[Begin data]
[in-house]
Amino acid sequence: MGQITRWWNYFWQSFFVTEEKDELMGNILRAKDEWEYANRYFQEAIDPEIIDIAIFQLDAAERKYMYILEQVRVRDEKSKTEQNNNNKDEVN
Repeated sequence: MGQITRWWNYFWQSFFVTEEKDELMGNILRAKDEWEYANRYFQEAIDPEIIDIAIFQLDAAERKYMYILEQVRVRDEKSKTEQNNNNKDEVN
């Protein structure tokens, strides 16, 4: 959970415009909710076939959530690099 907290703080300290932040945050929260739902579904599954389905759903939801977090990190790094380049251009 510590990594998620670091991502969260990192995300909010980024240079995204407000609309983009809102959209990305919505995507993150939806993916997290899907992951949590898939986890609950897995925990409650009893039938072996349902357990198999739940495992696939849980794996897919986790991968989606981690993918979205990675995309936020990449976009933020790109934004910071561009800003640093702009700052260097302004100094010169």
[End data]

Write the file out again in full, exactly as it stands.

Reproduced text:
[in-house]
Amino acid sequence: MGQITRWWNYFWQSFFVTEEKDELMGNILRAKDEWEYANRYFQEAIDPEIIDIAIFQLDAAERKYMYILEQVRVRDEKSKTEQNNNNKDEVN
Repeated sequence: MGQITRWWNYFWQSFFVTEEKDELMGNILRAKDEWEYANRYFQEAIDPEIIDIAIFQLDAAERKYMYILEQVRVRDEKSKTEQNNNNKDEVN
């Protein structure tokens, strides 16, 4: 959970415009909710076939959530690099 907290703080300290932040945050929260739902579904599954389905759903939801977090990190790094380049251009 510590990594998620670091991502969260990192995300909010980024240079995204407000609309983009809102959209990305919505995507993150939806993916997290899907992951949590898939986890609950897995925990409650009893039938072996349902357990198999739940495992696939849980794996897919986790991968989606981690993918979205990675995309936020990449976009933020790109934004910071561009800003640093702009700052260097302004100094010169």